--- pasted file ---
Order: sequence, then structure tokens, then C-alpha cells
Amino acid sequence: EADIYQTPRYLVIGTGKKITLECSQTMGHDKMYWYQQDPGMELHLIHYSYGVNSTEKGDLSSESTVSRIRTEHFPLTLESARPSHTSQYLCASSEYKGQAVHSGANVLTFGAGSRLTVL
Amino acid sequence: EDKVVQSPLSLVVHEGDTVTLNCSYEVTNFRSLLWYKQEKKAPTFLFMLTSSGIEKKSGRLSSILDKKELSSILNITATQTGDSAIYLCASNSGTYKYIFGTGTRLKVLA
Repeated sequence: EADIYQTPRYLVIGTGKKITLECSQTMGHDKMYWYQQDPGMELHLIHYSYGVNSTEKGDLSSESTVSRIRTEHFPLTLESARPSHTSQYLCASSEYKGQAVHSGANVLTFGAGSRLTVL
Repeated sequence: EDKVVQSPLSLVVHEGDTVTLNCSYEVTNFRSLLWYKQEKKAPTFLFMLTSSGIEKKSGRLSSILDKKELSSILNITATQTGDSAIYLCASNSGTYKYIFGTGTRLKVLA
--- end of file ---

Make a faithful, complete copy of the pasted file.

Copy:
Order: sequence, then structure tokens, then C-alpha cells
Amino acid sequence: EADIYQTPRYLVIGTGKKITLECSQTMGHDKMYWYQQDPGMELHLIHYSYGVNSTEKGDLSSESTVSRIRTEHFPLTLESARPSHTSQYLCASSEYKGQAVHSGANVLTFGAGSRLTVL
Amino acid sequence: EDKVVQSPLSLVVHEGDTVTLNCSYEVTNFRSLLWYKQEKKAPTFLFMLTSSGIEKKSGRLSSILDKKELSSILNITATQTGDSAIYLCASNSGTYKYIFGTGTRLKVLA
Repeated sequence: EADIYQTPRYLVIGTGKKITLECSQTMGHDKMYWYQQDPGMELHLIHYSYGVNSTEKGDLSSESTVSRIRTEHFPLTLESARPSHTSQYLCASSEYKGQAVHSGANVLTFGAGSRLTVL
Repeated sequence: EDKVVQSPLSLVVHEGDTVTLNCSYEVTNFRSLLWYKQEKKAPTFLFMLTSSGIEKKSGRLSSILDKKELSSILNITATQTGDSAIYLCASNSGTYKYIFGTGTRLKVLA